January 19, 2018 – Patients suffering from amyotrophic lateral sclerosis (ALS) find value in genetic testing for the disease, whether or not they have a family history of the condition, according to findings from a survey conducted by U.S. researchers, just published in the November 2017 issue of Molecular Genetics & Genomic Medicine.
ALS, also known as Lou Gehrig’s disease, is a specific disease which causes the death of neurons controlling voluntary muscles. ALS is characterized by stiff muscles, muscle twitching, and gradually worsening weakness due to muscles decreasing in size. This results in difficulty speaking, swallowing, and eventually breathing.
The investigators surveyed 449 ALS patients (45 with familial ALS and 404 with sporadic ALS). In all, 156 survey respondents (34.7%) reported that they had been offered genetic testing for ALS and 105 that they had completed it. Of 75 patients who recalled the result, 21 (28%) said the result was a positive disease finding.
Genetic testing had been offered to more than two-thirds of the patients with familial ALS and to less than one-third of the patients with sporadic ALS. Most survey respondents reported good experiences with the genetic testing process, with at least 70% agreeing with most survey statements that described the experience in favorable terms. The survey statements that fell below that threshold were those about whether a doctor/care team had explained what the results mean (59%) and whether the test results were useful to family members (62.5%). Respondents who tested positive for an ALS mutation did not have significantly less favorable responses about their testing experiences, compared to those who tested negative. The authors interpret this finding to mean that getting bad news did not negatively impact (the) perception of the testing process.
For that, it is important to know about the genetic background of ALS as it is known today. About 5–10% of cases are directly inherited from a person’s parents. Overall, first-degree relatives of an individual with ALS have a 1% risk of developing ALS. A defect on chromosome 21, which codes for superoxide dismutase, is associated with about 20% of familial cases of ALS, or about 2% of ALS cases overall. This mutation is believed to be transmitted in an autosomal dominant manner, and has over a hundred different forms of mutation. The most common ALS-causing mutation is a mutant SOD1 gene, seen in North America; this is characterized by an exceptionally rapid progression from onset to death. The most common mutation found in Scandinavian countries, D90A-SOD1, is more slowly progressive than typical ALS, and people with this form of the disorder survive for an average of 11 years. In 2011, a genetic abnormality known as a hexanucleotide repeat was found in a region called C9orf72, which is associated with ALS combined with frontotemporal dementia ALS-FTD, and accounts for some 6% of cases of ALS among white Europeans.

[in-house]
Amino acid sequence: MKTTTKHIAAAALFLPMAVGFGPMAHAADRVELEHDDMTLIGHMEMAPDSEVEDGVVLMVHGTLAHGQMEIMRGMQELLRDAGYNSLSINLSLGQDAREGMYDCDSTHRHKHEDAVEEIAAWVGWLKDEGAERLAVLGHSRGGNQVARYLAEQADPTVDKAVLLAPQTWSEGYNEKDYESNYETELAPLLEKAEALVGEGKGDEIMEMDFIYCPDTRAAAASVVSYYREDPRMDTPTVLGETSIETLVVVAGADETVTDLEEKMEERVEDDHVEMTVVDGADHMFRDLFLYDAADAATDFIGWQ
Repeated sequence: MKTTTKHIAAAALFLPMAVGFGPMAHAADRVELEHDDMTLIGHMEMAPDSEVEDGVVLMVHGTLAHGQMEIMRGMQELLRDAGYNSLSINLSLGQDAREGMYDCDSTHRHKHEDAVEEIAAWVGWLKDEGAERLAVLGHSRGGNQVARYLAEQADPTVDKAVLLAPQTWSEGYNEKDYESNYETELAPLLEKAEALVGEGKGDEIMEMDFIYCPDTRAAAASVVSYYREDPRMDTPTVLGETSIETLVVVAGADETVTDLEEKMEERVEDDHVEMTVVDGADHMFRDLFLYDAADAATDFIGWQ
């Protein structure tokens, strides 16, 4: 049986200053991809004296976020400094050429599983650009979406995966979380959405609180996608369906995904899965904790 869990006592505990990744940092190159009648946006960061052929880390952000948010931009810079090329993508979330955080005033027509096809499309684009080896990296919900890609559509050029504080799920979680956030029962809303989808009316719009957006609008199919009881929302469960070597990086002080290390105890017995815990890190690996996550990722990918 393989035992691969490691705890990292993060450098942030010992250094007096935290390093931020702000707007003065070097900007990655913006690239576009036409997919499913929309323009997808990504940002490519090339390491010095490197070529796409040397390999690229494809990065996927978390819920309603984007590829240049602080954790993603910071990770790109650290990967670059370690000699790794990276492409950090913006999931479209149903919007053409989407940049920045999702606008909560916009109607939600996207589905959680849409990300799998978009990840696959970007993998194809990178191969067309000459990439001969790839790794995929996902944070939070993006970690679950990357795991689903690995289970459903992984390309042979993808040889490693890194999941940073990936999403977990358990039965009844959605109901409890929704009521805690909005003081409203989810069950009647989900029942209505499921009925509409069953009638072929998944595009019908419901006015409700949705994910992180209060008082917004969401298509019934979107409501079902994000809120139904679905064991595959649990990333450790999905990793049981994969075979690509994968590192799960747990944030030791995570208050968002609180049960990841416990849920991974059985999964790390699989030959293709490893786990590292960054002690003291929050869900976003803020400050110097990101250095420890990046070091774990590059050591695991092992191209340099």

Many patients with ALS have questions about why they developed the condition. ALS genetic testing can help patients understand whether their condition is caused by a known ALS gene. If a harmful change is found in one of these genes, the patient has a genetic form of ALS and could become a candidate for gene-specific clinical trials or other studies. A genetic counselor could then also provide specific information about the chance that children and other family members might carry the same gene.
Also, some specific genetic forms of ALS may be associated with a faster or slower progression of symptoms. In these cases, the genetic testing can help to predict the progression of symptoms, which is another piece of information that patients are interested in. Because there is currently no specific treatment for genetic forms of ALS (outside clinical trials), it is certainly not the case that patients would not be interested in genetic testing. Quite the contrary might apply, and the apomediary and educated patient of today would like to know about every single aspect of his/her disease.
Given the relatively less favorable responses to survey items about doctors’ explanations of results and the results’ value to family members, as it emerged from the study, the authors suggest that patients could benefit from more extensive discussion of the complex issues surrounding transmission, penetrance, and testing of family members. They conclude that their findings support the practice of offering testing to all ALS patients.